“So, a human would be a field of awareness that has little or no control over the creation of his egoic self, while an overhuman would be a field of awareness that has complete (or just a lot of) control over the creation of his egoic self, I guess.” This is a good, workable definition. It provides something you can work with…and an assertion to disprove later, if you’re the adventurous sort. πŸ˜‰ But now I am compelled to ask an inconvenient question: If this is the definition of overhumanity you have chosen to use, then how does the ability to fight, the ability to see, the ability to analyze, the ability to speak language flawlessly, the ability to memorize without error contribute to overhumanity? Are these just ornaments on the Christmas tree – badges of pride? Or are they integral to what you imagine an overhuman to be? You suggested in your previous comment that they might be. How so?

    Finally, I am always happy to give you reason to think. To ask questions. That’s how we learn. But don’t imagine this flows one way. Don’t let me bully you philosophically. Challenge me too. Make me justify my assertions. Ask me inconvenient questions because, in truth, it is not in the answering of questions that we grow wise…it’s in the asking.

    • Every comment is bigger than the previous one. >.<

      As to narcissism:
      I do feel myself to be generally better than others, but I know it is not true. I'm competitive in my nature, that's why I said I could see myself falling into a "narcissoid trap". I believe it's completely normal (usual), just as optimism bias is – but in my opinion, it's not good. I will try to find research to back up my claim, but for the nonce, I'll just say I read several articles (like this one, number 8 is interesting: and spoke to a friend of mine that studies psychology. It seems, as you said, we all do that, and my friend said that those that don't exhibit any such behavior are the ones suffering from depression. Maybe true, maybe not.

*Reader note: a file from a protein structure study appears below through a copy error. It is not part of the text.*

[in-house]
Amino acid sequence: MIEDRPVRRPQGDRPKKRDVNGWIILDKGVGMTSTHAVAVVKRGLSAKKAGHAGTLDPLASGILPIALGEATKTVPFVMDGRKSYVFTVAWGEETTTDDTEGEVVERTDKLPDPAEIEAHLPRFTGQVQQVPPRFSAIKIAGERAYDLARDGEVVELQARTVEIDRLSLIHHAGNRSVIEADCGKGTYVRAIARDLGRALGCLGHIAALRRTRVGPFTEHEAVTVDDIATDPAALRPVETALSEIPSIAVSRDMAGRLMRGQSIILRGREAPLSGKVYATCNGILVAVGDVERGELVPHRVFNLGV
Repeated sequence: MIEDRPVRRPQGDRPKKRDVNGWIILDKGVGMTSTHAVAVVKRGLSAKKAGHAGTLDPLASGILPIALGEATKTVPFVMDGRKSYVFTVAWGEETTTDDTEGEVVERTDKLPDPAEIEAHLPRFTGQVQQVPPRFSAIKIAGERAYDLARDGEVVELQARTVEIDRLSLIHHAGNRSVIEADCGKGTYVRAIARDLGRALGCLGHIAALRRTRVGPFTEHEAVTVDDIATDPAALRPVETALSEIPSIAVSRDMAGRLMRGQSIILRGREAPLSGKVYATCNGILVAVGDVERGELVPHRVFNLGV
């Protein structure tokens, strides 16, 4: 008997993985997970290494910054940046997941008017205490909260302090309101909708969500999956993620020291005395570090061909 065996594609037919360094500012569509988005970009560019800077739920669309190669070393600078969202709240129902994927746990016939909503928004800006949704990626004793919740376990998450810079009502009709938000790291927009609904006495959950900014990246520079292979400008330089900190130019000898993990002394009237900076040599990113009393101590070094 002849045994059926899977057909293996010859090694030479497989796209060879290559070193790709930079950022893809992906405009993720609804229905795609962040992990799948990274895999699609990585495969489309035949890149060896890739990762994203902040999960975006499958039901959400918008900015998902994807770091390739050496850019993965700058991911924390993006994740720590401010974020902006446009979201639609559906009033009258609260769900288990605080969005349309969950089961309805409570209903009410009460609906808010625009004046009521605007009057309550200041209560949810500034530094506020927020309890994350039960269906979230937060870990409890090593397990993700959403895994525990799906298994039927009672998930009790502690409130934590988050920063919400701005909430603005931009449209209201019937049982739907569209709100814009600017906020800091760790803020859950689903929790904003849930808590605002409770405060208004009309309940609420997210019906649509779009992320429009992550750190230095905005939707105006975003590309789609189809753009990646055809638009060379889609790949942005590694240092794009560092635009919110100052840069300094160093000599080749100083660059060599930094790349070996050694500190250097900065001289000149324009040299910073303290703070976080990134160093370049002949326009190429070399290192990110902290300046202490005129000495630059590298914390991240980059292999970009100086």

As to what overhuman is:
      My personal definition does include the ability to fight, analyze, speak languages fluently and so forth. For me, they are not just decorations, but integral parts of what makes up overhuman. On the other hand, I acknowledge that there are many people that are simply not interested in such subjects, but still have a lot (complete) control over their egoic selves. I read something great in the Bene Gesserit manual I found online, if I remember correctly, it went something like this: "as a Bene Gesserit, you will be able to excel in any area".
      SO, I'll wager and say that overhuman is a field of awareness with complete control over his/her egoic self with certain skills, capabilities and knowledge (such as analyzing nonverbals, speaking fluently many languages, being a great martial artist) – but what is important is their synergy, not just buffing up one skill.

      Bam! Overhumaned! πŸ˜€

      • Well, it’s an involved and intelligent conversation. Brevity is no virtue if it means a lack of clarity. πŸ˜€ But I’ll try to keep this last one brief.

        Narcissism – No argument. A certain level of insanity is necessary to function. I was just calling it out.

        As to “Bam! Overhumaned!” (love the “How I Met Your Mother” reference, by the way) – works for me. πŸ™‚